19. The concentration of a solution of Ca(OH)2 when 74 grams are completely dissolved in a container holding 2 liters of water?

20. The concentration of a solution of sucrose, C12H22O11, when 684 grams are completely dissolved in 2,000 grams of water?

Answers and Explanations

1. (A) Volatile liquids cannot be removed by distillation because they would come over with the steam in this process.

2. (D) In the molar mass of water, there are 2 hydrogen = 2 g and 1 oxygen = 16 g. So the H/O ratio by mass is
2 g/16 g or 1/8.

3. (B) In the balanced reaction, 2H2O → 2H2(g) + O2(g), 2 volumes of hydrogen are released to 1 volume of oxygen, so the ratio is 2:1.

4. (C) It takes 334 J to melt 1 g (heat of fusion for 1 gram) so 10 g × 334 J/g = 3,340 J to melt the ice.

5. (C) m (mass) × ΔT (change of temperature) × specific heat = q (quantity of heat).
10.0 g × (14° - 4°= 10°) × 4.18 J/°/g = 418. J.

6. (D) Because hydrogen bonding is so strong in water, it takes more heat energy to reach its boiling point.

7. (B) Metal oxides are acid anhydrides, because they react with water to form acids. Example:
CaO + H2O → Ca(OH)2

8. (B) Saturated means that the solution is holding all the solute it can at that temperature. Dilute means that there is a small amount of solute in solution compared with the amount of solvent. So a substance that is only slightly soluble can form a saturated dilute solution.

9. (D) Solubility of a solute must give the amount of solute dissolved in a given amount of solvent at a particular temperature.

10. (A) A foam is an example of a colloidal dispersion of a gas in a liquid.

11. (B) This situation describes a saturated solution where an equilibrium exists between the undissolved solute and the solute particles in solution.

12. (C) A 10.% solution contains 10. g of solute/100. g of solution because the percentage is by mass/100 g of solution.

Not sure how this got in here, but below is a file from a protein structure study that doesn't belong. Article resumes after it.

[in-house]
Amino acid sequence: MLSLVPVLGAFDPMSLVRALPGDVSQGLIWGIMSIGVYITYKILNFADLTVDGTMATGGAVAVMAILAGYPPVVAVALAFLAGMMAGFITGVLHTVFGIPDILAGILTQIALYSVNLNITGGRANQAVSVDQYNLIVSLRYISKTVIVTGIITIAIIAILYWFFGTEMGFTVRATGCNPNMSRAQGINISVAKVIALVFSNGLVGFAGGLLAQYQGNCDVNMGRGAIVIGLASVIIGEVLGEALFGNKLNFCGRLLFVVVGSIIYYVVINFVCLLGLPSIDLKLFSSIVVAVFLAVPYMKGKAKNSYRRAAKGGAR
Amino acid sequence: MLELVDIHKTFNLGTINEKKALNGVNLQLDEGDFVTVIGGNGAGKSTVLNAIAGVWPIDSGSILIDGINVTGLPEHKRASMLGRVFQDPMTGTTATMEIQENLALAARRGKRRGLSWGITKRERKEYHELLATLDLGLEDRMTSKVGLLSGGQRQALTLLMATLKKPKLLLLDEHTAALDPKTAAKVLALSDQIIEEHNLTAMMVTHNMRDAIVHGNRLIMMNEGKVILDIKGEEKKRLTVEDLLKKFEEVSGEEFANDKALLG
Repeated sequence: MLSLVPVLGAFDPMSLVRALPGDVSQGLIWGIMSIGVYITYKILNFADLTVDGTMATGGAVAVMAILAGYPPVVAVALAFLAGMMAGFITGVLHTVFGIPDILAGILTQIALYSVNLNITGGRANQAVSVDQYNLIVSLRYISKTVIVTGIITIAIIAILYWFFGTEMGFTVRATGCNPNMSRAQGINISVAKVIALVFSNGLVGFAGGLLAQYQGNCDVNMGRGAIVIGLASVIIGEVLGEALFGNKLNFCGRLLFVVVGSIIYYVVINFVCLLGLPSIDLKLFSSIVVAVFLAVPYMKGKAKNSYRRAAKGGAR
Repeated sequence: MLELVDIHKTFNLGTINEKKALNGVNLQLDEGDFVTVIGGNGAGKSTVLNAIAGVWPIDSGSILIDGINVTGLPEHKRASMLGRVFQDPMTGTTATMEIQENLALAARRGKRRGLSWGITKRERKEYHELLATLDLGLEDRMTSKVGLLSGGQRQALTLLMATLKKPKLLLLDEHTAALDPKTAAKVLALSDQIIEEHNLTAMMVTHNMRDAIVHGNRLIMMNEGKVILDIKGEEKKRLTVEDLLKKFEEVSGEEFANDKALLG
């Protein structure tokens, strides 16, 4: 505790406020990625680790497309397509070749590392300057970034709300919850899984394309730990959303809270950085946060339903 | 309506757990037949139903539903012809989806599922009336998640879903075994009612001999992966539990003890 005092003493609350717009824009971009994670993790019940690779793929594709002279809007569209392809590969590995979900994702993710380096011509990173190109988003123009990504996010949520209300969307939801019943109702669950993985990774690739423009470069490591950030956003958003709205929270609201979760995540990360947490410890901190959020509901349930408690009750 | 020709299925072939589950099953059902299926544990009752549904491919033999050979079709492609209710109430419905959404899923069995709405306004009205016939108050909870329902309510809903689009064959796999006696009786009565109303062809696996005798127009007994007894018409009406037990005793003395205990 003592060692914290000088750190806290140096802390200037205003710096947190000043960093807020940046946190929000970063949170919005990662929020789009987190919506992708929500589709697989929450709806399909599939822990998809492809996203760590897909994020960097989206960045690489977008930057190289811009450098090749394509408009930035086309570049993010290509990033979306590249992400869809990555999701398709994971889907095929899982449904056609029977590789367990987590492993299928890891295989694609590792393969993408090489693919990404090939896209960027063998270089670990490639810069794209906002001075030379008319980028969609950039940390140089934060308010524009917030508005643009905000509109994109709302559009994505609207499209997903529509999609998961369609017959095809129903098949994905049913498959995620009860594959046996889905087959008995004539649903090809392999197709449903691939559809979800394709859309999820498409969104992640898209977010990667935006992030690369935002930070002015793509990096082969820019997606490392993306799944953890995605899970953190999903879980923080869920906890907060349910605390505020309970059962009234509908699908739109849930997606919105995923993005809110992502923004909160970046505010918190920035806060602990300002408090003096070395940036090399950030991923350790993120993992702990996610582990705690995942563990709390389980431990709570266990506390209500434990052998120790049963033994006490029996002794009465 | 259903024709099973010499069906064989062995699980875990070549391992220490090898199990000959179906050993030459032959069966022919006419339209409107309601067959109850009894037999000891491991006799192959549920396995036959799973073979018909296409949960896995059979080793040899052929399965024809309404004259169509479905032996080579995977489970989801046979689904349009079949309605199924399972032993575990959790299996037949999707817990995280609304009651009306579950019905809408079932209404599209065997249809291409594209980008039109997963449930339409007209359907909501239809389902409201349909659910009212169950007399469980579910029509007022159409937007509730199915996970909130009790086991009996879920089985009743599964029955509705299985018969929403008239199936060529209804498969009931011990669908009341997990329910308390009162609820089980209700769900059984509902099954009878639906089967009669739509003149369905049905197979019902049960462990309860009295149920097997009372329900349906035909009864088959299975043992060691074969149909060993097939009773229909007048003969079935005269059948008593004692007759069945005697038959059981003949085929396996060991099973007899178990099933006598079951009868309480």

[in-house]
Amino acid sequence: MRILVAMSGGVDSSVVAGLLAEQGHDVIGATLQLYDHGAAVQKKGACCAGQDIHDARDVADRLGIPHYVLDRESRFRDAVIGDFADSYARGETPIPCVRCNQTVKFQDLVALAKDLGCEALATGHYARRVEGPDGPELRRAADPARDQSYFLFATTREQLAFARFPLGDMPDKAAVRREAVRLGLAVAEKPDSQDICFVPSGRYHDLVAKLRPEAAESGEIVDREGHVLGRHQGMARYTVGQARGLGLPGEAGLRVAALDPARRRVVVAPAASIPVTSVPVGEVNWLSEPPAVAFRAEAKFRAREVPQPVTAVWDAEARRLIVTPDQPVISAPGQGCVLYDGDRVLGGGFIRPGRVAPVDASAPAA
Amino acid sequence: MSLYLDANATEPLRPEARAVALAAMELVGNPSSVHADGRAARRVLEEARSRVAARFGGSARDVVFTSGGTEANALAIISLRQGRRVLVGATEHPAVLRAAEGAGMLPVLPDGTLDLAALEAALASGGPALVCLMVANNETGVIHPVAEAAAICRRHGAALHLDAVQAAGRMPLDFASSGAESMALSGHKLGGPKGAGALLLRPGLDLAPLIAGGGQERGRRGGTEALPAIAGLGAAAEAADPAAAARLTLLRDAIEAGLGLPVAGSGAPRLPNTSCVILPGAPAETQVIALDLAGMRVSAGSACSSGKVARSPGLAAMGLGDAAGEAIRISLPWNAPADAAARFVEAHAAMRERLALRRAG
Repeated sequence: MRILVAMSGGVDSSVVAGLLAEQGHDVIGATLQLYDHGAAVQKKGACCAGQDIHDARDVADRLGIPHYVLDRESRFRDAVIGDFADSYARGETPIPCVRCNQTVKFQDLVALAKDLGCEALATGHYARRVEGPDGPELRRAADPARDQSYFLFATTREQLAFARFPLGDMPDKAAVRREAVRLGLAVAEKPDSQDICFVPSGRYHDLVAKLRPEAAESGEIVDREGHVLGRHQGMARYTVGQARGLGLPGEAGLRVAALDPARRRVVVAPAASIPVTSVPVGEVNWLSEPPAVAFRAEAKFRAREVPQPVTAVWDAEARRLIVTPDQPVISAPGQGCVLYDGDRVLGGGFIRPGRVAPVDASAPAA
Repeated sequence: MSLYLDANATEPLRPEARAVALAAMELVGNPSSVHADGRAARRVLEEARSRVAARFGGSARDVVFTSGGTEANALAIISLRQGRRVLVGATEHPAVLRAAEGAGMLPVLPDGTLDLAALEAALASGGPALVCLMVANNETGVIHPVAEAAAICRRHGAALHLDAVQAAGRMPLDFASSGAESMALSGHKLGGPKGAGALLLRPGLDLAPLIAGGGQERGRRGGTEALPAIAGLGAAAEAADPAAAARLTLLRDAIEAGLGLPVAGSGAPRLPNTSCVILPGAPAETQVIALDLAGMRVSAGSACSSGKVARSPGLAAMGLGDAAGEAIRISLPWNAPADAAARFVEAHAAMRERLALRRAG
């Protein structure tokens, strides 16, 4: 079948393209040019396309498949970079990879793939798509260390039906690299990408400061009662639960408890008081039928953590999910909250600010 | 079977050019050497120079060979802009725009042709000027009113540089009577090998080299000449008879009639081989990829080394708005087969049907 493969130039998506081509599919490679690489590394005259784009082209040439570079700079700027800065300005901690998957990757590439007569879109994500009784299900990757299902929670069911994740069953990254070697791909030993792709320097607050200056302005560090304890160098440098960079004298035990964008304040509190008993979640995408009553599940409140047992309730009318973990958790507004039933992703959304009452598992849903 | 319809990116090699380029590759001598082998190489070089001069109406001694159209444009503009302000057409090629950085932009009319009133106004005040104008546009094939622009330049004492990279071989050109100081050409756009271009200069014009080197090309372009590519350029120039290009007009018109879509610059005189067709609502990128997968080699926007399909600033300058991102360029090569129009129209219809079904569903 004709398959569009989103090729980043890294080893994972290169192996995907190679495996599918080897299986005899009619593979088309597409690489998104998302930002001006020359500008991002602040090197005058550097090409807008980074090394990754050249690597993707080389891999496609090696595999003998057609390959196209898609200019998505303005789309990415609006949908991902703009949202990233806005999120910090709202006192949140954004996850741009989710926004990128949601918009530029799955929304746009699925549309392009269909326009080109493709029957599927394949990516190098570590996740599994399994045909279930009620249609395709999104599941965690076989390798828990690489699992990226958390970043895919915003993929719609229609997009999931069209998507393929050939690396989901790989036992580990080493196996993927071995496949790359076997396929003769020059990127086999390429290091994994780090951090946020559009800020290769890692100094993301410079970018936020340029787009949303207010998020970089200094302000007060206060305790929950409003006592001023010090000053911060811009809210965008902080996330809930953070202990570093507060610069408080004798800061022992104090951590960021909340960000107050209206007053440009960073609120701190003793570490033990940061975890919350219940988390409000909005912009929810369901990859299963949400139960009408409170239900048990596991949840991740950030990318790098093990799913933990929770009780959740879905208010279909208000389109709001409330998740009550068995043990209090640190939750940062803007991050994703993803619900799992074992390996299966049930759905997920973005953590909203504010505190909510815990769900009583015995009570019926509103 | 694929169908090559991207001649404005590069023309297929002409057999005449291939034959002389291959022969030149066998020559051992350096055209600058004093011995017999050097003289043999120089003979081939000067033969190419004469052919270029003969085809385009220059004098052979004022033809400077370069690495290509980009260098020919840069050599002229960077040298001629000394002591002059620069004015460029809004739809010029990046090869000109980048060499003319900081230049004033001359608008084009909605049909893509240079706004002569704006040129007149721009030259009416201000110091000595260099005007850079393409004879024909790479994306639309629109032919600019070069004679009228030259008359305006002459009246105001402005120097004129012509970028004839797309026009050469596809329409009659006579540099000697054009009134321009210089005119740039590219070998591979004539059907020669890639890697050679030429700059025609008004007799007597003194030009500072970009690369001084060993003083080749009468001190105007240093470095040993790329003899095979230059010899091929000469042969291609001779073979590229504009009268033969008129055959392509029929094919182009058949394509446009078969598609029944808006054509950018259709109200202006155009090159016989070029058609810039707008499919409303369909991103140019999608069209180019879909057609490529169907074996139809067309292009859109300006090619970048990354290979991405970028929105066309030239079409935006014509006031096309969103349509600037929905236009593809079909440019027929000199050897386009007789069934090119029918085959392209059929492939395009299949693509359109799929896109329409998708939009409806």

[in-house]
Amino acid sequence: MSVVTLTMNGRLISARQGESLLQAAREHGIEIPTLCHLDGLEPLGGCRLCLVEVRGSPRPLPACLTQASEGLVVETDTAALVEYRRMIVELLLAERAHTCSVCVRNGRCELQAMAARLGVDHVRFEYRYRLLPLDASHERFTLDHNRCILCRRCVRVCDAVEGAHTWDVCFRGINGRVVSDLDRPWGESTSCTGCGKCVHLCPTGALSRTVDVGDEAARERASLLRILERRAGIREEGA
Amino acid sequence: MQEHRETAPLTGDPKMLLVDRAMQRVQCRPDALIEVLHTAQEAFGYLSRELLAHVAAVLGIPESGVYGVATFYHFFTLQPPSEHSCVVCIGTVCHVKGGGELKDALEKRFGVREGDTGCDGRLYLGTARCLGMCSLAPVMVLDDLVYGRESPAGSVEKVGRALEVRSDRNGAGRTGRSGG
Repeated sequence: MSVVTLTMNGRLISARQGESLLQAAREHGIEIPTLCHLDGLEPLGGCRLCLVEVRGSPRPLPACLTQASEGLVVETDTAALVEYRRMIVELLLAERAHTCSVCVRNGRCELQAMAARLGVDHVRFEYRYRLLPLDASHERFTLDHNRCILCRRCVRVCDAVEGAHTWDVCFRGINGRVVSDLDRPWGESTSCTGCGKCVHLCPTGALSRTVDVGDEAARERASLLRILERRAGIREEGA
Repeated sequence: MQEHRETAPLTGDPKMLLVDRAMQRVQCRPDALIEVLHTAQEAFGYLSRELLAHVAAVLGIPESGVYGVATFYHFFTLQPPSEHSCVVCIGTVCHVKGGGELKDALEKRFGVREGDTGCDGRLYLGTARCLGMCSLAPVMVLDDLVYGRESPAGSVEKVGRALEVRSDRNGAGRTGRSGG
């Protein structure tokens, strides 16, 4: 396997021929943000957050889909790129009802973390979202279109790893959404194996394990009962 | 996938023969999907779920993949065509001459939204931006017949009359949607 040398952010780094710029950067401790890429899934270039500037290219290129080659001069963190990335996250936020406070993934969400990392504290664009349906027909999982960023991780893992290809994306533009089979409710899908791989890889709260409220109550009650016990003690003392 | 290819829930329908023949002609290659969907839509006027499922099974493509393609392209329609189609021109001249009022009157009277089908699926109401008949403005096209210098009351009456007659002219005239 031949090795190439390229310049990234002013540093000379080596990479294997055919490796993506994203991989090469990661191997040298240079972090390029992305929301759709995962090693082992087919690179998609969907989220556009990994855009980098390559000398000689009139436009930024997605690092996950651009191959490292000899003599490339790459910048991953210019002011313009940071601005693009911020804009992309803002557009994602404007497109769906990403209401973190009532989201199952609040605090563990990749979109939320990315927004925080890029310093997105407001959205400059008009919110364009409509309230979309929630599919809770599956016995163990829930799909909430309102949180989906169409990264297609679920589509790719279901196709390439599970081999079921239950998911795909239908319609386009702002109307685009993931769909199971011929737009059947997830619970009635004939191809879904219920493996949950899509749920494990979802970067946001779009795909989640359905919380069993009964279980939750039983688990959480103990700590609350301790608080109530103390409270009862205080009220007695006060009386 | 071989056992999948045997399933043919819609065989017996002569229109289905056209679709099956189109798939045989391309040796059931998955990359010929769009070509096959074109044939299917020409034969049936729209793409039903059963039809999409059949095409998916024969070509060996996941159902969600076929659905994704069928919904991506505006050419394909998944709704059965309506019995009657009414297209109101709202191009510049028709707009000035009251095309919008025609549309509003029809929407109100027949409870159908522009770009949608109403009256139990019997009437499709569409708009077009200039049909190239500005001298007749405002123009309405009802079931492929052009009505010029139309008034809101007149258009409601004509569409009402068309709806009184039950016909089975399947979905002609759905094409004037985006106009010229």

13. (D) The molar mass is equal to the total of Al = 27 + 3Cl = 106.5 for a total of 133.5 g/mol.

14. (C) 98 g H2SO4 = 1 mol H2SO4
So, if there are 500 mL (which is 0.5 L) then 1 mol in 0.5 L would be equivalent to 2 mol in 1 L or a 2 molar solution.

15. (B) 684 g of sucrose =  = 2 mol of sucrose

So  = 1 molal solution (1 m)

The freezing point is lowered to –1.86°C

16. (A) The graph of the solubility of a substance that has no change in its solubility as the temperature is increased would be a straight line, as shown in A.

17. (C) The graph that shows the amount of solute in solution as it is added up through its saturation point is C. The point at which saturation occurs is where the line flattens out to a horizontal straight line.

18. (D) Graph D shows the ice getting warmer until it starts to melt. This is where the temperature stays the same until it is all melted. The heat being added is being used for the change in state from a solid to a liquid and the line stays horizontal, indicating no change in temperature during this time. The line then starts to ascend as liquid water is absorbing the heat and increasing in temperature.

19. (C) The molar mass of Ca(OH)2 is Ca = 40, 2 O = 32, and 2 H = 2, which, added together equals 74 g/mol. If this is dissolved to make a 2 L solution, there is only .5 mol in 1 L. So the molarity (M), the moles of solute in 1 L = .5 M

20. (B) The molar mass of C12 H22 O11 is 12 C = 144, 22 H = 22, and 11 O = 176, which added together equals 342 g/mol. Because 684 g is given, then 684 g divided by 342 g/mol = 2 mol of sucrose. If this is dissolved in 2,000 g of water, it gives 1 mol /1,000 g of water or a 1 molal solution.